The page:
Friday, September 12, 2014

Ebola in Liberia: The Government’s Fault?

With the Ebola virus “spreading like wildfire” in Liberia, “devouring everything in its path,” Brownie Samukai, the state’s defense minister, went on to tell the U.N. Security Council on September 9, 2014 that “Liberia is facing a serious threat to its national existence.”[1] With more than half of the epidemic’s deaths in that state—1,224 out of at least 2,2296 in West Africa as of September 6, 2014—and new cases “increasing exponentially,” the World Health Organization (WHO) declared that “the demands of the Ebola outbreak have completely outstripped the government’s and partners’ capacity  to respond.”[2] Meanwhile, the International Monetary Fund (IMF) reported that the illness had severely handicapped the mining, agriculture, and service sectors of the state’s economy.[3] Quite understandably, pleas for the government to do more peeled like frightened bells across the state. “The patients are hungry, they are starving. No food, no water,” a terrified woman told journalists. “The government needs to do more. Let Ellen Johnson Sirleaf do more!”[4] Even if valid, such blame is hypocritical to the extent that the people themselves had been refusing to do what is necessary to stop such a virus from spreading.

Concerning the validity of woman’s charge that the government was not doing nearly enough, Samukai pointed out that the “already weak health infrastructure” was overwhelmed.[5] That is to say, the government had to deal with an already-insufficient healthcare system. Why insufficient? Two theories of development give different answers. According to dependencia, or dependency theory, the infrastructure of a colony is oriented to getting commodities out to the colonizer rather than to developing an internal, web-like system. Roads of a coastal colony, for example, are prioritized that go from the interior to the coast, where ships can pick up the goods and transport them to the core economy (e.g., Europe). The colonists and even their successors cannot be blamed for the lack of internally-oriented infrastructure, yet at some point after a sufficient amount of time as a sovereign state the lack of any progress is surely blameworthy.

The modernization theory says that what holds a developing country back is not its colonial infrastructure, but, rather, things like tradition and ignorance that a people stubbornly cling to even when offered a better way. Superstition, for example, may keep people from working on certain days while tradition has it that a person should stop working as soon as he or she has enough for subsistence living. This inverse of the Protestant work ethic can keep capital from accumulating to the point that reinvestment can broaden an agrarian economy to include manufacturing industries. Rigidly sticking with the custom that puts child labor above education, a people can keep its young from becoming professionals, business entrepreneurs, and managers. Quite understandably, executives of foreign corporations are hesitant to start operations where such a base labor pool exists and reinforces itself.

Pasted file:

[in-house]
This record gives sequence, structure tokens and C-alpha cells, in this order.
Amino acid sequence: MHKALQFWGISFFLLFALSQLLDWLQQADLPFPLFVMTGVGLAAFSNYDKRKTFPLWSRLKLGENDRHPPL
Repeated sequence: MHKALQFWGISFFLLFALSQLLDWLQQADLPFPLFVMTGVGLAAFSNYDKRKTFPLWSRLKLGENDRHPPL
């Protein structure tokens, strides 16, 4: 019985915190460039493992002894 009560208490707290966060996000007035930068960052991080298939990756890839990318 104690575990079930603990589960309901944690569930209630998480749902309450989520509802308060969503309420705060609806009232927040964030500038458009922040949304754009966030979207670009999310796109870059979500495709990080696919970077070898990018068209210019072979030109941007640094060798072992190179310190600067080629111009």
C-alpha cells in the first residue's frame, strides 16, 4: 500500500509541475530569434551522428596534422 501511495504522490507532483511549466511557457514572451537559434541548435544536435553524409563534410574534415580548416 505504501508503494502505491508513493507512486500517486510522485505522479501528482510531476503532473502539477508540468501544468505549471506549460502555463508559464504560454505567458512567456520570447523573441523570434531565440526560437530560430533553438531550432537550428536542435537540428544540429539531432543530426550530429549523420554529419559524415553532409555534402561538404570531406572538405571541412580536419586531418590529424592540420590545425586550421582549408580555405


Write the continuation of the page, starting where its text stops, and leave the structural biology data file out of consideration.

Taken together dependencia and modernization theory can account for the weak health infrastructure in Liberia and other former colonies in Africa. Health-care of the natives had not been a priority of the colonizers. Additionally, education and investment, as well as even foreign direct investment, may be lacking even though they would contribute much to building a sound healthcare system.

Applied to the Ebola outbreak, we can look beyond the government and healthcare infrastructure to apply modernization theory to the people themselves. The funeral custom, for example, of touching the body the deceased friend or relative is great for the virus, which spreads by touch rather than air. Even so, the African who have this tradition stubbornly and/or ignorantly held to it even as the epidemic was spreading. Additionally, villagers took to hiding sick residents rather than allowing visiting healthcare workers to take the infected people to makeshift treating facilities out of fear that people go to die at such places; meanwhile, the villagers themselves could become infected. In some cases, villagers even attacked the visitors, stubbornly ignoring their pleas.

Scared villagers in Liberia stand far away from the healthcare worker, even as they risk getting the virus by rubbing up against each other--ignoring the worker's pleas. (Image Source: The Washington Post)

Simply maintaining a distance from other people, rather than continuing to touch them, would have done a lot to smite the Ebola. Especially sordid is the assumption that the healthcare workers and government officials don’t know what they are talking about, especially if the person also assumes that he or she cannot be wrong—such as in knowing that touching a dead body brings with it benefits that can keep the person healthy or safe. Ignorance that cannot be wrong, backed up by tradition, can indeed be a silent killer, the odor of which can only be pleasing to the Ebola virus. Blaming the government rings hollow from such a putrid drum, even if officials could be doing a better job in mopping up the mess.

[1] Abby Ohlheiser, “Ebola Is ‘Devouring Everything in Its Path.’ Could It Lead to Liberia’s Collapse?The Washington Post, September 11, 2014.
[2] WTO, “Ebola Situation in Liberia: Non-Conventional Interventions Needed,” September 8, 2014; Elahe Izadi, “Ebola Death Toll Rises to 2,296 as Liberia Struggles to Keep Up,” The Washington Post, September 9, 2014.
[3] Anna Yukhananov, “IMF Says Ebola Hits Economic Growth in West Africa,” Reuters, September 11, 2014.
[4] Abby Ohlheiser, “Ebola.”
[5] Ibid.